How to Tell a Healthy Mole from a Cancerous Mole

Published on July 29, 2019

How to Tell a Healthy Mole from Cancer

Headshot of Dr. Zeeshan Tariq, medical oncologist, Bronson Oncology & Hematology SpecialistsSkin cancer is the most common type of cancer in the U.S. Though most moles on the body are harmless, skin cancer can look very similar to a mole. It’s important to know how to identify when something on your skin isn’t right. There are also steps you can take to reduce your risk.

Moles appear on the body when clusters of cells gather in one area, instead of spreading apart. They are often small and appear darker than the rest of the skin. Most moles are no cause for concern. In fact, most people have between 10 and 40 moles. Although they can grow at any point in life, most moles appear at birth and in young kids, as well as young adults. Pre-existing moles can also darken or become more noticeable from sun exposure.

More Sun, More Moles

The best way to avoid moles, especially those that can be cancerous, is to protect yourself from the sun. Catching rays is great for getting some vitamin D. However, too much sun exposure can be dangerous. You can still enjoy the outdoors by making a conscious effort to keep yourself safe. Some ways to stay safe in the sun include:

  • Always wear sunscreen with at least 30 SPF. Make sure to reapply every two hours.
  • Choose a daily face lotion with SPF.
  • Limit sun exposure, especially between the hours of 10 a.m. and 2 p.m., when the sun’s rays are strongest.
  • When you are in the sun, wear hats and other clothes that cover your skin.
  • Find shade. If you’re at the beach or pool, choose a seat under an umbrella or canopy.

How to Identify a Healthy Mole from Cancer

Most moles are benign, meaning they are harmless and do not cause cancer. However, sometimes, moles grow and become malignant. This means they are cancerous and must be removed. It is important to keep an eye on all moles. Detecting malignant moles in their early stages of growth can help catch skin cancers, like:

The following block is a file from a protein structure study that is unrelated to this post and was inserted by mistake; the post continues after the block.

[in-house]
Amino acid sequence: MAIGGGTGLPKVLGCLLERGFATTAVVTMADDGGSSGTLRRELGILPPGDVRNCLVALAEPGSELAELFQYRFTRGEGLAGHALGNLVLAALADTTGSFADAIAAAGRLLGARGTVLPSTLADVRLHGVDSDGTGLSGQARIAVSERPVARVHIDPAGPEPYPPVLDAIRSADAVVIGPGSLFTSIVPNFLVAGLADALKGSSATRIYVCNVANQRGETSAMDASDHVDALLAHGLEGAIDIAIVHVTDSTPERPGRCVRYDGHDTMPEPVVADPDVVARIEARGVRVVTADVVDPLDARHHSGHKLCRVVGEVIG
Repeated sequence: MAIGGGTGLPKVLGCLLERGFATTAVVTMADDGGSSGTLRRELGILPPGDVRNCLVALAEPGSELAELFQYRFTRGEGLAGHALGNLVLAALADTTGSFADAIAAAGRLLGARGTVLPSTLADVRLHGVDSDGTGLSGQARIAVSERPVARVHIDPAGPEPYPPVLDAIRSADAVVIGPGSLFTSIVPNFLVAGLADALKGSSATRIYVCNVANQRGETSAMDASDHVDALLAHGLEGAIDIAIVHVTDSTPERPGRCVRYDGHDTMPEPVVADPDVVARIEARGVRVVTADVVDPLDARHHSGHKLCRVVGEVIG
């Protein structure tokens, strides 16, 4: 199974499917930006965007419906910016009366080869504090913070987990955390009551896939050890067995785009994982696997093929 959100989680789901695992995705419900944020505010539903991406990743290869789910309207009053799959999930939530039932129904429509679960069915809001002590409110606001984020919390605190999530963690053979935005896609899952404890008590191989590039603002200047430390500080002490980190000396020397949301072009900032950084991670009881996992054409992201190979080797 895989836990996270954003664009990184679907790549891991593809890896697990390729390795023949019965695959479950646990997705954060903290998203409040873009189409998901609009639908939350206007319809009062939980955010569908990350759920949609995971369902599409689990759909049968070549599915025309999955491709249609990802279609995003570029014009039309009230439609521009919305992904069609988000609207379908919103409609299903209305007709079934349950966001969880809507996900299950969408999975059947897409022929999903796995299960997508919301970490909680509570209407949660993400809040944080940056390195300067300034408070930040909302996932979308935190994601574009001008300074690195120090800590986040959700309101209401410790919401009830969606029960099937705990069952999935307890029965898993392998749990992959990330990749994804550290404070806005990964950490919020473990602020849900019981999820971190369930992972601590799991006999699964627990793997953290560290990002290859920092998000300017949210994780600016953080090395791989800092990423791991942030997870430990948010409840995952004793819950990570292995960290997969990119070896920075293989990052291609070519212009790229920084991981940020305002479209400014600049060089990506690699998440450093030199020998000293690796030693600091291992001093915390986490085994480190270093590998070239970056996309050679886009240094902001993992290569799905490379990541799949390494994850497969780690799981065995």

• Basal cell carcinoma
  • Squamous cell carcinoma
  • Melanoma

Image of what healthy moles look like

“When monitoring your moles, look for color, shape and size,” explains Dr. Zeeshan Tariq, a medical oncologist at Bronson Oncology & Hematology Specialists. “These are some of the most common triggers for spotting an abnormal mole.” Dr. Tariq suggests using the simple ABCDE guide for spotting potentially malignant moles, which can signal skin cancer:

  • Asymmetry
    A healthy mole is symmetrical. This means the left and right side look alike.
  • Borders
    A healthy mole has even borders. This means that the edges are clean and form a circle or oval shape.
  • Color
    Healthy moles are all the same color – usually a shade of brown. If a mole is unhealthy, it might be black or many different colors.
  • Diameter
    Healthy moles are usually smaller than 6 mm across. This is about the size of a pencil eraser.
  • Evolving
    Healthy moles do not change in size, shape or color. If you notice a mole is getting bigger, changing shapes or getting darker than normal, this could be a sign of a malignant mole.

Get Your Moles Checked Out

Spotting unhealthy moles can help detect skin cancer early. If you notice a mole that doesn’t seem normal, it’s important to get it looked at right away by your primary care doctor or a dermatologist. Don’t wait for more advanced symptoms to present themselves, such as pain, itching, swelling or oozing. Don’t have a primary care doctor? Call a Bronson Care Advisor at (269) 341-7788 or visit

Treating Cancerous Moles

If caught early enough, surgery to remove the malignant mole may be the only treatment you need. If the cancer has grown and/or spread beyond the skin, you may need more advanced care – like chemotherapy or radiation.

When you need this higher level of cancer care, trust the experts at Bronson. The Bronson Cancer Care Center - Battle Creek offers comprehensive cancer care to get you back to the things you love most. Contact your primary care provider for a referral to any of our oncologists. Learn more at